Tag: Civil society

Business improvement district on tap in Wichita
Wichita city government

Business improvement district on tap in Wichita

The Douglas Design District seeks to transform from a voluntary business organization to a tax-funded branch of government. Tomorrow the Wichita City Council will consider forming a business improvement district (BID) in east-central Wichita. Previously, city documents offered some explanation regarding the district: [1. City of Wichita. Agenda for August 21, 2018, Item IV-1. Available at http://www.wichita.gov/Council/Agendas/08-21-2018%20City%20Council%20Agenda%20Packet.pdf.] First, there already exists a voluntary organization: "The Douglas Design District (DDD) is a voluntary organization of over 300 local businesses located near Douglas Avenue between Washington Avenue and Oliver Avenue. In 2017, the DDD established a five-year strategic plan to become a financially self-sustaining ...
Political civility in our age of thuggery
Politics

Political civility in our age of thuggery

Following, from Karl Peterjohn, an account of why the Wichita Pachyderm Club is a valuable civic institution. The candidate mentioned in the article is Renee Duxler, running for Sedgwick County Commission District 1 (map is here). On her Facebook page she wrote "Proving once again that Democrats and Republicans can share ideas and thoughtful discussion within the same spaces ... this gal 'infiltrated' the Wichita Pachyderm Club for a great presentation by Kyle Bauer, of KFRM radio, on the history and future of agriculture here in Kansas. They were very gracious and welcoming, and I enjoyed the experience immensely. Let’s keep the conversations going Sedgwick County!" Of note: Her opponent, Wichita City Council Member Pete Meitzner (district 2, east Wichita), said he was "troubled" that the...
Business improvement district proposed in Wichita
Wichita city government

Business improvement district proposed in Wichita

The Douglas Design District proposes to transform from a voluntary business organization to a tax-funded branch of government (but doesn't say so). Update: On August 21, the council approved the formation of the planning committee. This week the Wichita City Council will consider taking the first step in forming a business improvement district (BID) in east-central Wichita. Some explanation from the agenda packet for the meeting: [1. City of Wichita. Agenda for August 21, 2018, Item IV-1. Available at http://www.wichita.gov/Council/Agendas/08-21-2018%20City%20Council%20Agenda%20Packet.pdf.] First, there already exists a voluntary organization: "The Douglas Design District (DDD) is a voluntary organization of over 300 local businesses located near Douglas Avenue between Washington Avenue...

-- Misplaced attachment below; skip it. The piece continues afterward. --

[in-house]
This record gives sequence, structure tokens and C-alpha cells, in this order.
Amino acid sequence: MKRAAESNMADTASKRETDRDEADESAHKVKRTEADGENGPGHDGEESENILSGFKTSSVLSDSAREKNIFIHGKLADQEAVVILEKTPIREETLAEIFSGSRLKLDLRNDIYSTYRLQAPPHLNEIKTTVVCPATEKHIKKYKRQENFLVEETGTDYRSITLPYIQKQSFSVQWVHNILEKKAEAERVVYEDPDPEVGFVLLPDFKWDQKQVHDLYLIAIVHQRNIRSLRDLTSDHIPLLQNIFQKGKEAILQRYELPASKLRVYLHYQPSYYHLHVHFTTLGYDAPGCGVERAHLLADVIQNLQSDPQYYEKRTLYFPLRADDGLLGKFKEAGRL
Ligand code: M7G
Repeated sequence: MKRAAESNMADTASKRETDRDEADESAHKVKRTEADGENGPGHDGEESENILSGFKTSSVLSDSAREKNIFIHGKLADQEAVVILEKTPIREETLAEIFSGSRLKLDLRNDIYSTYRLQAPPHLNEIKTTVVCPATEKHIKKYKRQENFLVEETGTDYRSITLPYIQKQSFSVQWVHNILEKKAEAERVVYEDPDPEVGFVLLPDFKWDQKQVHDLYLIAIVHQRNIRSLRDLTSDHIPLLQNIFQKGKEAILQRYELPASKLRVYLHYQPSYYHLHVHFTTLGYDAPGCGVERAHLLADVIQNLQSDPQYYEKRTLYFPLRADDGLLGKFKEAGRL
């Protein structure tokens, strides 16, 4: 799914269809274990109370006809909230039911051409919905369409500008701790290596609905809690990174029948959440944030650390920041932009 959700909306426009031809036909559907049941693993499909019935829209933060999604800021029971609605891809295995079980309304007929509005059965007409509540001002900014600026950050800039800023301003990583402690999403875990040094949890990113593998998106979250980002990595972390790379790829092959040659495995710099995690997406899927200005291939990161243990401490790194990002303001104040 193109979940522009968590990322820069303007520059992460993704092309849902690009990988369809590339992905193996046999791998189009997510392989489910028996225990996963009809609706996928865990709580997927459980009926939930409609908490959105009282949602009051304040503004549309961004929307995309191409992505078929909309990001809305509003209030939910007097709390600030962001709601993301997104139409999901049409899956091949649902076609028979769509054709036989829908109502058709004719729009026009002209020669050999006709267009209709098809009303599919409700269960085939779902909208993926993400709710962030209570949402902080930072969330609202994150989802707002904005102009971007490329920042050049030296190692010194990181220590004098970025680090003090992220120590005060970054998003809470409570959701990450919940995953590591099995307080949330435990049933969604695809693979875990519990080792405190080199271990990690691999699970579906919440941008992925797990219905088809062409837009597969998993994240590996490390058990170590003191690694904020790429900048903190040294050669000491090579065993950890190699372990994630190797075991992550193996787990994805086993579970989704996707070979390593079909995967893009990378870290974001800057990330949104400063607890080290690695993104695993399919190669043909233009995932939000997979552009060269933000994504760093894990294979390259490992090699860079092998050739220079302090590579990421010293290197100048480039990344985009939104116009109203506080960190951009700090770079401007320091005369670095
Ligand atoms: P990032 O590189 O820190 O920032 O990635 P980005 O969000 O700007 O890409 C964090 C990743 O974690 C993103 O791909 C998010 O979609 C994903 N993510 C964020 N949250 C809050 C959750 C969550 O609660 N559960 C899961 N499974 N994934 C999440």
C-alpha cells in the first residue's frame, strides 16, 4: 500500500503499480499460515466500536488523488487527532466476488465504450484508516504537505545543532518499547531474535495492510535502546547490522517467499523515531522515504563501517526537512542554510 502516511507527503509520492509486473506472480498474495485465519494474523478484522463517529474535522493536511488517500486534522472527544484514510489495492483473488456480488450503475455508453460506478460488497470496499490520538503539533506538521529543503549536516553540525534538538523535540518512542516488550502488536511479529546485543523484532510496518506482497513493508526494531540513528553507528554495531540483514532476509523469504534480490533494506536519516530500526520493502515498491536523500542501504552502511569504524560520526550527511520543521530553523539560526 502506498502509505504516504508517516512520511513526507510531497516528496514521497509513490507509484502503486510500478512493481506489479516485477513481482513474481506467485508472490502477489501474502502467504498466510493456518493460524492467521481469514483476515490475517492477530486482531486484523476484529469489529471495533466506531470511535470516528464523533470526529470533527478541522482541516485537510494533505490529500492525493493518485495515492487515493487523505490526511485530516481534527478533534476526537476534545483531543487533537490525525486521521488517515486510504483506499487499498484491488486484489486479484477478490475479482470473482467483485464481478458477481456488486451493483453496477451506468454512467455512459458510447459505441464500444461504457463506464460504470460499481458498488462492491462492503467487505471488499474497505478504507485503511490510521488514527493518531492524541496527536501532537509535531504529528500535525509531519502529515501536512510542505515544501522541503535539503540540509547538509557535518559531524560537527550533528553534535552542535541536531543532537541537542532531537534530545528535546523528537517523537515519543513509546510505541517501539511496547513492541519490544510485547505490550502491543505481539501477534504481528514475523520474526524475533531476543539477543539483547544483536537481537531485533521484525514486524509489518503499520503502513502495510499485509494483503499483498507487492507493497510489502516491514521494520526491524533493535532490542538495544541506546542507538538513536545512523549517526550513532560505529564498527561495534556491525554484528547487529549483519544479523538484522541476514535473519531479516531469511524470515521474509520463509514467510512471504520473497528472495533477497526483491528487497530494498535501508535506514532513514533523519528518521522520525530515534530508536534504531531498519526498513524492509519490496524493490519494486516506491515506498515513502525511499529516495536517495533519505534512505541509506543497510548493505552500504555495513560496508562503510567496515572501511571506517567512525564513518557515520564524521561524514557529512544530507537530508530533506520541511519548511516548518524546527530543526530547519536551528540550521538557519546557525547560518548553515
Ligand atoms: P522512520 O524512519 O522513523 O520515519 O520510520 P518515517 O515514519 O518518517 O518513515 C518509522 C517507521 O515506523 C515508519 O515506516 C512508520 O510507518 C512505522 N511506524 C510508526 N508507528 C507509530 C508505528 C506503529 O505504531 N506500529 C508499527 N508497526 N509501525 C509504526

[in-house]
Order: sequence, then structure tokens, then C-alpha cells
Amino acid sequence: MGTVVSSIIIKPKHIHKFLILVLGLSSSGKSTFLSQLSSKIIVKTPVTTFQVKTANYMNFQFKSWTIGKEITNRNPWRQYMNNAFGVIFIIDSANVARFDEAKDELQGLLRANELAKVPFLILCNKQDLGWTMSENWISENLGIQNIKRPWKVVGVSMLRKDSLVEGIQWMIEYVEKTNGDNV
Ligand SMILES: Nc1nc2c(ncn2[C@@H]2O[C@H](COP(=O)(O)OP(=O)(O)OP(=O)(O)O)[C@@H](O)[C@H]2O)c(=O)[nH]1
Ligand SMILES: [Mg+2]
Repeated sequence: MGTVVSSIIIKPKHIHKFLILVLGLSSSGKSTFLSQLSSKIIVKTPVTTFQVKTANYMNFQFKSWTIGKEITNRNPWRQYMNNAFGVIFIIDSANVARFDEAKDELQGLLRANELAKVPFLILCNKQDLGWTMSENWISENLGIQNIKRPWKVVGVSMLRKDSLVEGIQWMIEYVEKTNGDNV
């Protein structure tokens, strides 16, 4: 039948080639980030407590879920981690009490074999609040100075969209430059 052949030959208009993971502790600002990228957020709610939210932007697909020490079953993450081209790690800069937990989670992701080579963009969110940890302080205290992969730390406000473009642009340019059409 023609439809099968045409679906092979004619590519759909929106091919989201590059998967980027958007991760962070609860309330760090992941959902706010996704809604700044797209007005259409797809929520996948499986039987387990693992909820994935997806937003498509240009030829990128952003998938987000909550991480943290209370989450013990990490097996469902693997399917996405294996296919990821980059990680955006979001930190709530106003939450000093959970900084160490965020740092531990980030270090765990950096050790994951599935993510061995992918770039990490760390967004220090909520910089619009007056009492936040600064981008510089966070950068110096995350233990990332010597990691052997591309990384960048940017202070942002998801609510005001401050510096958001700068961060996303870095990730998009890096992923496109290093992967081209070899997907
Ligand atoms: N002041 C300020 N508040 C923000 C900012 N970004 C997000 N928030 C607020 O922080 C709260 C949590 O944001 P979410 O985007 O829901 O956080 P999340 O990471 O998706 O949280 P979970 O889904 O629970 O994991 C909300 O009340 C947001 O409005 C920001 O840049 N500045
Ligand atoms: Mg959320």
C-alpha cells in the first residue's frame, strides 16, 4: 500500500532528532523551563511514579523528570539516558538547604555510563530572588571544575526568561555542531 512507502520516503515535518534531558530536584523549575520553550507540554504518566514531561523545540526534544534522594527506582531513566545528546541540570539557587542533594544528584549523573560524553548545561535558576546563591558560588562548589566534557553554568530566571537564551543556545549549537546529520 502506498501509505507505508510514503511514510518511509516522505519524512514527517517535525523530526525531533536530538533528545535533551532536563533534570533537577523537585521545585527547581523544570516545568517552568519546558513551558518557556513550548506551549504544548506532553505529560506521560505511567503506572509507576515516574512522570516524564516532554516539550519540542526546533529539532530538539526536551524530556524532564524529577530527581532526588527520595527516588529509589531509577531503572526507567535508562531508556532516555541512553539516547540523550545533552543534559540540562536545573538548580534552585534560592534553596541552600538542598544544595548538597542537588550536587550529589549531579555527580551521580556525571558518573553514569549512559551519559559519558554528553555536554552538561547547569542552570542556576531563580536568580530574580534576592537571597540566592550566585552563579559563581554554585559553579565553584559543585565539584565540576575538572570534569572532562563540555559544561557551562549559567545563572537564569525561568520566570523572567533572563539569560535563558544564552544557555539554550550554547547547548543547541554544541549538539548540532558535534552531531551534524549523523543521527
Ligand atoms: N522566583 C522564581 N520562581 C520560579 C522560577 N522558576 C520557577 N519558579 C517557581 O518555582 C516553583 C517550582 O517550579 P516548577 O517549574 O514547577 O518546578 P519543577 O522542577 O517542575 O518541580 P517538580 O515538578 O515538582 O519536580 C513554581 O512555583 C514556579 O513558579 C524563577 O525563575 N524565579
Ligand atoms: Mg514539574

WichitaLiberty.TV: Matt Kibbe of Free the People
WichitaLibertyTV

WichitaLiberty.TV: Matt Kibbe of Free the People

In this episode of WichitaLiberty.TV: Matt Kibbe of Free the People joins Karl Peterjohn and Bob Weeks to discuss FreeThePeople.org and our relationship with government. Mr. Kibbe's appearance was made possible by the Wichita Chapter of the Bastiat Society. View below, or click here to view at YouTube. Episode 171, broadcast November 4, 2017. Shownotes Free the People Matte Kibbe on Twitter Matt Kibbe on Facebook The Bastiat Society, Wichita Chapter
In Sedgwick County, a moral crusade
Sedgwick county government

In Sedgwick County, a moral crusade

In Sedgwick County the debate over the budget has the dimension of a moral crusade, except for one thing. As Sedgwick County debates next year's budget, the arguments against a three percent cut in spending have been heated. Proponents of spending say the commissioners are not honoring commitments (see here and here), the commissioners are being short-sighted and foolish for proposing cuts, the county has a moral obligation to use taxes to care for the needy, and that county spending has a great economic benefit. But what isn't often mentioned is the nature of taxation and government spending. A new video from Learn Liberty offers a perspective on the morality of government that seems to be totally missing in the debate. View the video below, or click here. In summary, the video ...
Sedgwick County spending beneficiaries overwhelm others
Sedgwick county government

Sedgwick County spending beneficiaries overwhelm others

That so many speakers at a public hearing were in favor of government spending is not surprising. In a letter to the editor of the Wichita Eagle the writer stated "But apparently few of them felt strongly enough to come to the commission hearing and express their support of budget cuts." He was referring to the public hearing on Wednesday July 29, when some 50 people spoke, and just three supported cuts. This lopsided ratio is not surprising. It's an example of the well-known phenomenon of concentrated benefits and dispersed (or diffuse) costs. Explained in this video, it observes that for most government spending programs, the benefits are showered on a few very visible recipients who benefit greatly. There were 47 of these speaking at last week's public hearing. But the costs ...
Soviet-style society seen as Wichita’s future
Economic freedom

Soviet-style society seen as Wichita’s future